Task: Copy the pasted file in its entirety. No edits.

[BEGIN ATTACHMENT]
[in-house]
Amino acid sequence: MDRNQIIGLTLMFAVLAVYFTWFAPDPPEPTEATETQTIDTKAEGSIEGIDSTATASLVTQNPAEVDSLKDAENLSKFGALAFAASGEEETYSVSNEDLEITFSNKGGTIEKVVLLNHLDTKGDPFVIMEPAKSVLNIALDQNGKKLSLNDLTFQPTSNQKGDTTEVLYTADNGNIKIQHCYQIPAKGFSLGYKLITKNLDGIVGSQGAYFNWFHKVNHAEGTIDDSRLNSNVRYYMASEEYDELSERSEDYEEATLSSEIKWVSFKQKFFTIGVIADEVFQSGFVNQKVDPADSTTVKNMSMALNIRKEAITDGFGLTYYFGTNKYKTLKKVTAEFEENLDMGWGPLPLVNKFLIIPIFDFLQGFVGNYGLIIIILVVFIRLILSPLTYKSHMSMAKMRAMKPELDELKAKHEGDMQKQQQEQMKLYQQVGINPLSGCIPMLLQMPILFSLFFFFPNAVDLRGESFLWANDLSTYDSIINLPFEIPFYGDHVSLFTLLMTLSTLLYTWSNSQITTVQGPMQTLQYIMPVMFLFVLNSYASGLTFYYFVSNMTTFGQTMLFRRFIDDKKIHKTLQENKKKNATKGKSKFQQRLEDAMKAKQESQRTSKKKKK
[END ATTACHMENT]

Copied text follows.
[in-house]
Amino acid sequence: MDRNQIIGLTLMFAVLAVYFTWFAPDPPEPTEATETQTIDTKAEGSIEGIDSTATASLVTQNPAEVDSLKDAENLSKFGALAFAASGEEETYSVSNEDLEITFSNKGGTIEKVVLLNHLDTKGDPFVIMEPAKSVLNIALDQNGKKLSLNDLTFQPTSNQKGDTTEVLYTADNGNIKIQHCYQIPAKGFSLGYKLITKNLDGIVGSQGAYFNWFHKVNHAEGTIDDSRLNSNVRYYMASEEYDELSERSEDYEEATLSSEIKWVSFKQKFFTIGVIADEVFQSGFVNQKVDPADSTTVKNMSMALNIRKEAITDGFGLTYYFGTNKYKTLKKVTAEFEENLDMGWGPLPLVNKFLIIPIFDFLQGFVGNYGLIIIILVVFIRLILSPLTYKSHMSMAKMRAMKPELDELKAKHEGDMQKQQQEQMKLYQQVGINPLSGCIPMLLQMPILFSLFFFFPNAVDLRGESFLWANDLSTYDSIINLPFEIPFYGDHVSLFTLLMTLSTLLYTWSNSQITTVQGPMQTLQYIMPVMFLFVLNSYASGLTFYYFVSNMTTFGQTMLFRRFIDDKKIHKTLQENKKKNATKGKSKFQQRLEDAMKAKQESQRTSKKKKK